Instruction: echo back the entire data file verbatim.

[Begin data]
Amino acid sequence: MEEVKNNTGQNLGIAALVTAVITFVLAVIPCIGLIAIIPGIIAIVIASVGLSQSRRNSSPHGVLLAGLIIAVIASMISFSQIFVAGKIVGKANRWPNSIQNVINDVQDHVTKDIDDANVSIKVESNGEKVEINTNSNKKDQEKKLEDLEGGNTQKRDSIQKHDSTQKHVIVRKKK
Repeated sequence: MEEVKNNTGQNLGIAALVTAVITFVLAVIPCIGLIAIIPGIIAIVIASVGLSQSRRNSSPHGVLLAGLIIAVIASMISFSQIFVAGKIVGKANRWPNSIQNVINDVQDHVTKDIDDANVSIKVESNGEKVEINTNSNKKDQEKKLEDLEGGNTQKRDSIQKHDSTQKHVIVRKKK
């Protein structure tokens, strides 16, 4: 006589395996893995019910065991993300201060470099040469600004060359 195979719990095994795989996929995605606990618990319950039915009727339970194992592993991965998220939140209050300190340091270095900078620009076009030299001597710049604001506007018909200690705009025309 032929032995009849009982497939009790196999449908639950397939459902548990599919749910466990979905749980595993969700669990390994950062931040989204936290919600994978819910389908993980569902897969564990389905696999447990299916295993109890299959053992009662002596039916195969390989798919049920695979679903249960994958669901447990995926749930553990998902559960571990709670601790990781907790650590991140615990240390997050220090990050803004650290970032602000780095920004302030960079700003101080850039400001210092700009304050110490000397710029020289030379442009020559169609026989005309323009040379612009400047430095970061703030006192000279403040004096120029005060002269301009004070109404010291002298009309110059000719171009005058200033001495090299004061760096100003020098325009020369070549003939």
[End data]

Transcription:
Amino acid sequence: MEEVKNNTGQNLGIAALVTAVITFVLAVIPCIGLIAIIPGIIAIVIASVGLSQSRRNSSPHGVLLAGLIIAVIASMISFSQIFVAGKIVGKANRWPNSIQNVINDVQDHVTKDIDDANVSIKVESNGEKVEINTNSNKKDQEKKLEDLEGGNTQKRDSIQKHDSTQKHVIVRKKK
Repeated sequence: MEEVKNNTGQNLGIAALVTAVITFVLAVIPCIGLIAIIPGIIAIVIASVGLSQSRRNSSPHGVLLAGLIIAVIASMISFSQIFVAGKIVGKANRWPNSIQNVINDVQDHVTKDIDDANVSIKVESNGEKVEINTNSNKKDQEKKLEDLEGGNTQKRDSIQKHDSTQKHVIVRKKK
């Protein structure tokens, strides 16, 4: 006589395996893995019910065991993300201060470099040469600004060359 195979719990095994795989996929995605606990618990319950039915009727339970194992592993991965998220939140209050300190340091270095900078620009076009030299001597710049604001506007018909200690705009025309 032929032995009849009982497939009790196999449908639950397939459902548990599919749910466990979905749980595993969700669990390994950062931040989204936290919600994978819910389908993980569902897969564990389905696999447990299916295993109890299959053992009662002596039916195969390989798919049920695979679903249960994958669901447990995926749930553990998902559960571990709670601790990781907790650590991140615990240390997050220090990050803004650290970032602000780095920004302030960079700003101080850039400001210092700009304050110490000397710029020289030379442009020559169609026989005309323009040379612009400047430095970061703030006192000279403040004096120029005060002269301009004070109404010291002298009309110059000719171009005058200033001495090299004061760096100003020098325009020369070549003939």